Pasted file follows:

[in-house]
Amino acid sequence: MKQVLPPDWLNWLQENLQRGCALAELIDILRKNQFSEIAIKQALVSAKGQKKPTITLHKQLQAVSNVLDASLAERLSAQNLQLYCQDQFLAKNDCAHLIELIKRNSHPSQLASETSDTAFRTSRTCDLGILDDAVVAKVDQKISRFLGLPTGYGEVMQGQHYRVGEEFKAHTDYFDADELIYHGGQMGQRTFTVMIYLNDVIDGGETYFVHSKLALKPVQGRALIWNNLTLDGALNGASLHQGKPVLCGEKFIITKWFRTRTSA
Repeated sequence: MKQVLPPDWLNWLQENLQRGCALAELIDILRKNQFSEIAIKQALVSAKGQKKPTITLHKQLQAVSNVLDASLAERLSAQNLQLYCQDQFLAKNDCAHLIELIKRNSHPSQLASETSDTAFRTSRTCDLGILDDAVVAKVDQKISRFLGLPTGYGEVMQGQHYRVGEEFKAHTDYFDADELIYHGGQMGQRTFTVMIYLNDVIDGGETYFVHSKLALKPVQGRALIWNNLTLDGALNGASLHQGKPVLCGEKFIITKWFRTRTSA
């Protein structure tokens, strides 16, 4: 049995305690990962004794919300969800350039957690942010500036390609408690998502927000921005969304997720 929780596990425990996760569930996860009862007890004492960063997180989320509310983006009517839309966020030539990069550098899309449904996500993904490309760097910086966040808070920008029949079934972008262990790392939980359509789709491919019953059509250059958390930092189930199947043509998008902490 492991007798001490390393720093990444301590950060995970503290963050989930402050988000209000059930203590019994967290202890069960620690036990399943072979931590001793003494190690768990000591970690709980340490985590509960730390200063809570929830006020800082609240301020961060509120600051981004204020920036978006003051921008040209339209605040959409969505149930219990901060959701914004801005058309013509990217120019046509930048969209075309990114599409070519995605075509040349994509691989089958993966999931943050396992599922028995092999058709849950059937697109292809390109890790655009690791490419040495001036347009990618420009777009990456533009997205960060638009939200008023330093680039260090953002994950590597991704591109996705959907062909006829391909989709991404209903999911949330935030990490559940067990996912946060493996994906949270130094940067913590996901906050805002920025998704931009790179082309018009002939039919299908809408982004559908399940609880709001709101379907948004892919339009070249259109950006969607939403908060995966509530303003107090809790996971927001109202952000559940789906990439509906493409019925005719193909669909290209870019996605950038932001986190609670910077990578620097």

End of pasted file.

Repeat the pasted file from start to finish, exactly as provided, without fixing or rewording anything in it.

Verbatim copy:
[in-house]
Amino acid sequence: MKQVLPPDWLNWLQENLQRGCALAELIDILRKNQFSEIAIKQALVSAKGQKKPTITLHKQLQAVSNVLDASLAERLSAQNLQLYCQDQFLAKNDCAHLIELIKRNSHPSQLASETSDTAFRTSRTCDLGILDDAVVAKVDQKISRFLGLPTGYGEVMQGQHYRVGEEFKAHTDYFDADELIYHGGQMGQRTFTVMIYLNDVIDGGETYFVHSKLALKPVQGRALIWNNLTLDGALNGASLHQGKPVLCGEKFIITKWFRTRTSA
Repeated sequence: MKQVLPPDWLNWLQENLQRGCALAELIDILRKNQFSEIAIKQALVSAKGQKKPTITLHKQLQAVSNVLDASLAERLSAQNLQLYCQDQFLAKNDCAHLIELIKRNSHPSQLASETSDTAFRTSRTCDLGILDDAVVAKVDQKISRFLGLPTGYGEVMQGQHYRVGEEFKAHTDYFDADELIYHGGQMGQRTFTVMIYLNDVIDGGETYFVHSKLALKPVQGRALIWNNLTLDGALNGASLHQGKPVLCGEKFIITKWFRTRTSA
């Protein structure tokens, strides 16, 4: 049995305690990962004794919300969800350039957690942010500036390609408690998502927000921005969304997720 929780596990425990996760569930996860009862007890004492960063997180989320509310983006009517839309966020030539990069550098899309449904996500993904490309760097910086966040808070920008029949079934972008262990790392939980359509789709491919019953059509250059958390930092189930199947043509998008902490 492991007798001490390393720093990444301590950060995970503290963050989930402050988000209000059930203590019994967290202890069960620690036990399943072979931590001793003494190690768990000591970690709980340490985590509960730390200063809570929830006020800082609240301020961060509120600051981004204020920036978006003051921008040209339209605040959409969505149930219990901060959701914004801005058309013509990217120019046509930048969209075309990114599409070519995605075509040349994509691989089958993966999931943050396992599922028995092999058709849950059937697109292809390109890790655009690791490419040495001036347009990618420009777009990456533009997205960060638009939200008023330093680039260090953002994950590597991704591109996705959907062909006829391909989709991404209903999911949330935030990490559940067990996912946060493996994906949270130094940067913590996901906050805002920025998704931009790179082309018009002939039919299908809408982004559908399940609880709001709101379907948004892919339009070249259109950006969607939403908060995966509530303003107090809790996971927001109202952000559940789906990439509906493409019925005719193909669909290209870019996605950038932001986190609670910077990578620097």